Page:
This report summarizes the two-year findings of a rigorous random assignment evaluation of the WorkAdvance model, a sectoral training and advancement initiative. Launched in 2011, WorkAdvance goes beyond the previous generation of employment programs by introducing demand-driven skills training and a focus on jobs that have career pathways. The model is heavily influenced by the positive findings from the Sectoral Employment Impact Study (SEIS) completed in 2010. A major component of the WorkAdvance model, in common with the programs studied in the SEIS, is formal training offering industry-recognized certifications, reflecting the hypothesis that skills acquisition is necessary for advancement. The model also requires providers to be far more employer-facing than traditional training programs, taking into account multiple employers’ changing skill requirements, employee assessment practices, and personnel needs. This report presents the implementation, cost, participation, and two-year economic impacts of WorkAdvance. The economic results are based on unemployment insurance earnings records and a second-year follow-up survey.

    The WorkAdvance program operations and evaluation are funded through the federal Social Innovation Fund (SIF), a public-private partnership administered by the Corporation for National and Community Service. This SIF project is led by the Mayor’s Fund to Advance New York City and the NYC Center for Economic Opportunity in collaboration with MDRC.

    Key Findings

    • All providers translated the WorkAdvance model into a set of concrete services, but it took time — more than a year for some components and providers — and a substantial amount of technical assistance and support. As a result, at some sites, later study enrollees were more likely than earlier ones to experience a fully implemented and “mature” WorkAdvance program.
    • Overall, WorkAdvance resulted in very large increases in participation in every category of services, as well as in training completion and credential acquisition, compared with what would have happened in the absence of the program. Expenditures for the operation of WorkAdvance fell between $5,200 and $6,700 per participant at the four providers delivering the program.
    • WorkAdvance providers increased earnings, with variation in results that closely matched the providers’ experience in running sector-based programs and the extent to which the services they offered were demand driven. The most experienced sectoral provider, Per Scholas, had large and consistent impacts on both primary and secondary outcomes. Madison Strategies Group and Towards Employment, providers new to sectoral training, had promising but less consistent results that grew stronger for later enrollees. One provider, St. Nicks Alliance, did not produce positive impacts. The results did not differ dramatically across subgroups, though encouragingly, WorkAdvance was able to increase earnings among the long-term unemployed.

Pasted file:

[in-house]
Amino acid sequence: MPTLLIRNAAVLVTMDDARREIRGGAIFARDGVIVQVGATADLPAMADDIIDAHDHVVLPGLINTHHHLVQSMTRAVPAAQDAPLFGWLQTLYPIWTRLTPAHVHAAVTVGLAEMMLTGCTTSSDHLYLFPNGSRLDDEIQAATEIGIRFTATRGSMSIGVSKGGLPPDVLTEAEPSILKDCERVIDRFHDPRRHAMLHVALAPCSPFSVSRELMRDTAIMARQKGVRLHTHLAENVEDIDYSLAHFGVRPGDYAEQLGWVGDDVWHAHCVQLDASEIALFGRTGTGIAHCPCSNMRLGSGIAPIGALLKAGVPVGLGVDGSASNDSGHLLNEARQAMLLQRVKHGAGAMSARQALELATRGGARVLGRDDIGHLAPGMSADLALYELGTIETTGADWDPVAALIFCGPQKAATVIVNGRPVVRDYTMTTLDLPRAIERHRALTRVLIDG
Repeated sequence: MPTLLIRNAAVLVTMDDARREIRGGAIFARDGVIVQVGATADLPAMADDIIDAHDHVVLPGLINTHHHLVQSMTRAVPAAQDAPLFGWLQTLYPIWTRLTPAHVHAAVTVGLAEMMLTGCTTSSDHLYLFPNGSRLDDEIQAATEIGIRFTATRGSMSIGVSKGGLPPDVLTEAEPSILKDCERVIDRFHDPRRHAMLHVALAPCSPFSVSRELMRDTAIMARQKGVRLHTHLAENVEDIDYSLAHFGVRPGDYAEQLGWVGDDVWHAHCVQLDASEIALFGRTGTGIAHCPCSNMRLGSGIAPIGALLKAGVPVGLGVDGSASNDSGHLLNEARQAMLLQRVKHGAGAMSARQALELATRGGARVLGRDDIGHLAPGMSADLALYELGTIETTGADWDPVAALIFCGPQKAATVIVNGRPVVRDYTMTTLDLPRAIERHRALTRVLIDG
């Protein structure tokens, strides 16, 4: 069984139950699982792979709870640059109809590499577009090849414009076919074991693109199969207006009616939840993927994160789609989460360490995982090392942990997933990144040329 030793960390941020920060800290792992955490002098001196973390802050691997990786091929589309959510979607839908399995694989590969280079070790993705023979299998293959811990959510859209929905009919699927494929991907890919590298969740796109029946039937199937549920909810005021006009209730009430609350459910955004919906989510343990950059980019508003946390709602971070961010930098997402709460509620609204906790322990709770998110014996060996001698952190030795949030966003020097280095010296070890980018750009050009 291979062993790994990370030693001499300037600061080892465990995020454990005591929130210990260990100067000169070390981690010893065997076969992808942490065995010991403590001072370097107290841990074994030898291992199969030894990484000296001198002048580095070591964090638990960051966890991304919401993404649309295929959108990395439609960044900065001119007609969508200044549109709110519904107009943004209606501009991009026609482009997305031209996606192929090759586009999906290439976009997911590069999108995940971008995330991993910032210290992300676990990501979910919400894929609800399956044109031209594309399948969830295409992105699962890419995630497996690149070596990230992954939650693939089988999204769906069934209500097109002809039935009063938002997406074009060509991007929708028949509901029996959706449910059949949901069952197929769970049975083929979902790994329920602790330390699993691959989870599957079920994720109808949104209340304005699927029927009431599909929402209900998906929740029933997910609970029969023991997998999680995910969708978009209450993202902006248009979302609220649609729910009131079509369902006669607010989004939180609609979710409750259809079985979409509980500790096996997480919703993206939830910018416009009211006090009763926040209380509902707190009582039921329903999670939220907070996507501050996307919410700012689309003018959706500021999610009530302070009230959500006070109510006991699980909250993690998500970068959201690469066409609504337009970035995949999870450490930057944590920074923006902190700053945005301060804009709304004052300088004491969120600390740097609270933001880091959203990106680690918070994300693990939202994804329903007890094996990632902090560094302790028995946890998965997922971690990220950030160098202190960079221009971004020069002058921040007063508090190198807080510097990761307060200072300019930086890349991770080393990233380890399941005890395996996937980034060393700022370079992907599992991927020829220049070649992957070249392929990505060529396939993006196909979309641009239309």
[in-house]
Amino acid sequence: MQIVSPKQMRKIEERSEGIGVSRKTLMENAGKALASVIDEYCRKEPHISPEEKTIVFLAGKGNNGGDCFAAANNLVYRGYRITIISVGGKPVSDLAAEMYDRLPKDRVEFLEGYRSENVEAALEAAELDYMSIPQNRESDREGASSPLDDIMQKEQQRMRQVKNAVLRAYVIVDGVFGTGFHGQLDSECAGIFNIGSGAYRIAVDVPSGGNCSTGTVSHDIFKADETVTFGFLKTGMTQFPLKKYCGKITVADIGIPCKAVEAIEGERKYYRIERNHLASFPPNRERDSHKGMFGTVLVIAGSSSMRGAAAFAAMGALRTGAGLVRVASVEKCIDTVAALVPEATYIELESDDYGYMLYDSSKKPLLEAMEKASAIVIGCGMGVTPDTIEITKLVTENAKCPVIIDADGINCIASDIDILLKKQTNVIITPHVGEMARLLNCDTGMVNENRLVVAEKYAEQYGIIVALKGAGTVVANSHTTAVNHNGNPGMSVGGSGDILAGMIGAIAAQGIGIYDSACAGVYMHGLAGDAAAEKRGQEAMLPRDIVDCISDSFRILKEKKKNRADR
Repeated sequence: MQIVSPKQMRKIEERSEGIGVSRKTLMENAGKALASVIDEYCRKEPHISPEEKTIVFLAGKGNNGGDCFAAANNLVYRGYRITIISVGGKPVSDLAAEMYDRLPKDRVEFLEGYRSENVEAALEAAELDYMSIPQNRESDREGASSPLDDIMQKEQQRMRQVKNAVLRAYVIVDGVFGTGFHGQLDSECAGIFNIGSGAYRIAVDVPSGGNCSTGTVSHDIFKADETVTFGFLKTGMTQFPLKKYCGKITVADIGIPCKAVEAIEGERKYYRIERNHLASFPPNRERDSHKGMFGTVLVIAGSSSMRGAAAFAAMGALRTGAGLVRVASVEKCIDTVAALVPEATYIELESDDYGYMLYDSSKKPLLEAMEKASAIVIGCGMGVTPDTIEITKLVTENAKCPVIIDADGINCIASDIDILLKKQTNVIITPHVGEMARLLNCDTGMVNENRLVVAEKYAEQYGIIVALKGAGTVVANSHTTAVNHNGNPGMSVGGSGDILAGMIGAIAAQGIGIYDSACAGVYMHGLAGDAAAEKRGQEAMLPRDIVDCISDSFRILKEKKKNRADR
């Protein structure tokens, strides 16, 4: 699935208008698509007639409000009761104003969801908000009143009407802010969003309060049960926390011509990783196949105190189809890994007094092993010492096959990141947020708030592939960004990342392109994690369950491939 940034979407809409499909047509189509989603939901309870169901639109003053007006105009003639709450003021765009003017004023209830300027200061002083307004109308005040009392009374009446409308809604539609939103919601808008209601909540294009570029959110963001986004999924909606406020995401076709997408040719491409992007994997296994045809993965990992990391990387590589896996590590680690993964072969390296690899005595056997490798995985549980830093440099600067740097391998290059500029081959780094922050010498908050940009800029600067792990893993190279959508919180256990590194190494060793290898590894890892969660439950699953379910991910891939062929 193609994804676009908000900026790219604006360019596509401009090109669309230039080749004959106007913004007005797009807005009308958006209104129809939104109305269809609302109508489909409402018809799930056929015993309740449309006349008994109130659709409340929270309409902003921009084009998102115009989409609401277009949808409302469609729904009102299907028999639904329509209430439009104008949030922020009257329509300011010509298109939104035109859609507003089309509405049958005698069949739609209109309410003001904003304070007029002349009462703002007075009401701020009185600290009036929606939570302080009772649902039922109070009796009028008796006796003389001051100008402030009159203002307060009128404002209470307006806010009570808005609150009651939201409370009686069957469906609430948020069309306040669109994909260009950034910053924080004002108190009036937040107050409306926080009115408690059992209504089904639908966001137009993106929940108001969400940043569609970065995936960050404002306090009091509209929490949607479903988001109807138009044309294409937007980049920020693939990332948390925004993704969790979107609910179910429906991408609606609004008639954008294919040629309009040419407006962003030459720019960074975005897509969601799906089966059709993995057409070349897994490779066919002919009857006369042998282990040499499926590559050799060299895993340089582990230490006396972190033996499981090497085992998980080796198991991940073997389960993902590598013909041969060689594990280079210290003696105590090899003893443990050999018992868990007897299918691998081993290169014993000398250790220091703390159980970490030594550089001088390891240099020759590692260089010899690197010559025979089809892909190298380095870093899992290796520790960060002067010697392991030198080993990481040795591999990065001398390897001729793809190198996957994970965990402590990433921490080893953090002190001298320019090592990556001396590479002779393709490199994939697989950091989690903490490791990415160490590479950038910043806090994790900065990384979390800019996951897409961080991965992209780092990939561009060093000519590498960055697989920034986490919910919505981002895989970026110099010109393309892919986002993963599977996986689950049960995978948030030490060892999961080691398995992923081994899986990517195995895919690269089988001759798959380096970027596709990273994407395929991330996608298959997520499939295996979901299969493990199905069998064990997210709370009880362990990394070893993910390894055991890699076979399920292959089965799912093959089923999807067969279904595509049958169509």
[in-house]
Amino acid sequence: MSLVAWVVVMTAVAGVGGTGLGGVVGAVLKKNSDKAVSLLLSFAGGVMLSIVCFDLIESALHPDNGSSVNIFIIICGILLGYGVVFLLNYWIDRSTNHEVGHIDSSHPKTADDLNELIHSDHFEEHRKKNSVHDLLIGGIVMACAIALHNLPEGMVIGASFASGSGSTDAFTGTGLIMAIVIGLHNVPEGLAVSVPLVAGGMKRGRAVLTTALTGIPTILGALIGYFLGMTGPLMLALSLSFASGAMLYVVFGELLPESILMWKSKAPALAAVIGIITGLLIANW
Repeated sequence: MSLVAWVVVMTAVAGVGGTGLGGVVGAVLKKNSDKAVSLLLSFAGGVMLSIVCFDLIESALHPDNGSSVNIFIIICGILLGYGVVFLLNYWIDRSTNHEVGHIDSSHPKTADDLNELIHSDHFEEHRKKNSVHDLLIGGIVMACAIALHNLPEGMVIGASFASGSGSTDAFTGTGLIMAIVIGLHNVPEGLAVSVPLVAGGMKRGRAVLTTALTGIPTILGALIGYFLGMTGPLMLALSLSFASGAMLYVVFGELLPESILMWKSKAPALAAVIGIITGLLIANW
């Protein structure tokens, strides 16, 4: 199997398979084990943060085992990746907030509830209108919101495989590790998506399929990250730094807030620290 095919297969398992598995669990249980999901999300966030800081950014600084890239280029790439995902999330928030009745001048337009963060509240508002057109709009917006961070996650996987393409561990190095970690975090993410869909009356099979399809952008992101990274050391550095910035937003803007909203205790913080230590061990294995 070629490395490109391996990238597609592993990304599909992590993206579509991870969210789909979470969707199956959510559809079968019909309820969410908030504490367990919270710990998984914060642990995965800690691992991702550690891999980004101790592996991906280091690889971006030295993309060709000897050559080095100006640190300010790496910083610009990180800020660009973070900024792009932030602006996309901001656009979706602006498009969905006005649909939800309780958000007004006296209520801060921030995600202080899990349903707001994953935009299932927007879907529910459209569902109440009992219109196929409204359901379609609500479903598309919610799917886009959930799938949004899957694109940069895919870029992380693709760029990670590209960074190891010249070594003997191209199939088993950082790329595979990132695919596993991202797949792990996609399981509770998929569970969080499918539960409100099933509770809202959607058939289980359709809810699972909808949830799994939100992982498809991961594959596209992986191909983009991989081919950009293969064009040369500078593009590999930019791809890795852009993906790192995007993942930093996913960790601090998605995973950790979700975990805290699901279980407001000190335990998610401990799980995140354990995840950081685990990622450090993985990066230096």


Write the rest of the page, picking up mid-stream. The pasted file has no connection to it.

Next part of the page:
The evaluation as a whole provides important information for workforce development providers interested in pursuing a sector strategy. The analysis considers the role played by providers’ sector-specific training and preparation and the role played by the nature of the sectors themselves. Future priorities that emerge from the results are (1) understanding how to help the more disadvantaged access the programs and (2) learning how to build service capacity, given how complex the model is to run. (Author abstract)

     

  • Individual Author: Darby, Derrick; Saatcioglu, Argun
    Reference Type: Journal Article
    Year: 2015

    Both neoliberals and liberals call for mitigating inequality of educational opportunity stemming from circumstances beyond an individual’s control. In this article, we challenge the wisdom of making equality of opportunity hinge on emphasizing the distinction rather than the relationship between choices and circumstances. We utilize an empirical analysis focusing on the extent to which certain circumstances beyond the control of low-income urban Black adults (e.g. poverty and community instability) limit their eventual chances for maintaining traditional two-parent households, which in turn limits their capacity to make effective choices instrumental in improving the educational prospects of their children. We conclude from this that collectively bearing the burden of attending to differences in the quality of circumstances – in which these voluntary choices are made by poor urban Black parents – is something that we owe to each other whether we are neoliberals or liberals if we share a common normative commitment to equality of opportunity. (author abstract)

    Both neoliberals and liberals call for mitigating inequality of educational opportunity stemming from circumstances beyond an individual’s control. In this article, we challenge the wisdom of making equality of opportunity hinge on emphasizing the distinction rather than the relationship between choices and circumstances. We utilize an empirical analysis focusing on the extent to which certain circumstances beyond the control of low-income urban Black adults (e.g. poverty and community instability) limit their eventual chances for maintaining traditional two-parent households, which in turn limits their capacity to make effective choices instrumental in improving the educational prospects of their children. We conclude from this that collectively bearing the burden of attending to differences in the quality of circumstances – in which these voluntary choices are made by poor urban Black parents – is something that we owe to each other whether we are neoliberals or liberals if we share a common normative commitment to equality of opportunity. (author abstract)